Iron is very important for our health. It participates in many processes in the body, and iron deficiency in the body is a common occurrence and the main cause of anemia. On the other hand, it is suggested that high levels of iron may increase the risk of heart disease and stroke. Some studies indicate that iron may cause oxidation of so-called bad cholesterol (low-density lipoprotein) or damage to blood vessel walls.
There is evidence that red meat consumption is associated with a higher risk of cardiovascular disease. And it is suggested that higher levels of iron in the blood are due to the consumption of red meat. However, much more research is needed to understand the link between red meat consumption, iron value, heart disease, and strokes.
German experts have analyzed data from major European studies in an effort to clarify interrelationship and connectivity. Recently, their findings were published in the American Journal of Nutrition.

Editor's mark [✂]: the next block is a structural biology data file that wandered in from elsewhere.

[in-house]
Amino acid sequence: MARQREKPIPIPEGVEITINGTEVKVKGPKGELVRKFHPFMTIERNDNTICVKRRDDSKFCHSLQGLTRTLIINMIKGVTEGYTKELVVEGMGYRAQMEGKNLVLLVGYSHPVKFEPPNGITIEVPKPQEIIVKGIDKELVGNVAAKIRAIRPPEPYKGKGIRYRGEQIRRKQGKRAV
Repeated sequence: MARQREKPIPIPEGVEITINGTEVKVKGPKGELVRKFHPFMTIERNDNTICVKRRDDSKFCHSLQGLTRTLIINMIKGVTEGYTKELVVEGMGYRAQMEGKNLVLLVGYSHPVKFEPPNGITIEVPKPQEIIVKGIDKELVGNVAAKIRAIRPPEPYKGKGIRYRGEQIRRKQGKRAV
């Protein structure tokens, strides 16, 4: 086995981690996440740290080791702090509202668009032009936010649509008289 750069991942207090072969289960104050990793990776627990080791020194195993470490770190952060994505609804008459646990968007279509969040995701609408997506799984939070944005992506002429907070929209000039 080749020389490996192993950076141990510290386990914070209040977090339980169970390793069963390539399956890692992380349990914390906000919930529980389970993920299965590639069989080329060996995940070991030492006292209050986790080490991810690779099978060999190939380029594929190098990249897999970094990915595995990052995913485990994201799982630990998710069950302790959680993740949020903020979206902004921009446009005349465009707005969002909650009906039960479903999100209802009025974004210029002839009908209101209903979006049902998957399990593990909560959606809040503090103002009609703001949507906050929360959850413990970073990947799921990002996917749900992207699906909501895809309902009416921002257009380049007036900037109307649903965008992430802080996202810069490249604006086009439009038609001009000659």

The study covers more than 520,000 participants from 10 European countries, and identifies the link between diet, carcinoma and other chronic diseases. The subgroup of this study, at the University of Heidelberg, analyzed the link between red meat consumption, iron levels and the risk of heart disease.
Subgroup analysis showed that red meat consumption is associated with increased iron levels and a higher risk of myocardial infarction, but not with stroke or cardiovascular death.
After adapting to all other known risk factors for cardiovascular disease, the relationship between iron and cardiovascular disease has not been shown to be significant.
Interestingly, iron values are associated with the majority of well-known risk factors for cardiovascular disease, such as age, sex (male), alcohol consumption, obesity, etc. Scientists have concluded that increased iron values can be an indicator of greater risk than the underlying mechanism that would link red meat consumption to cardiovascular disease.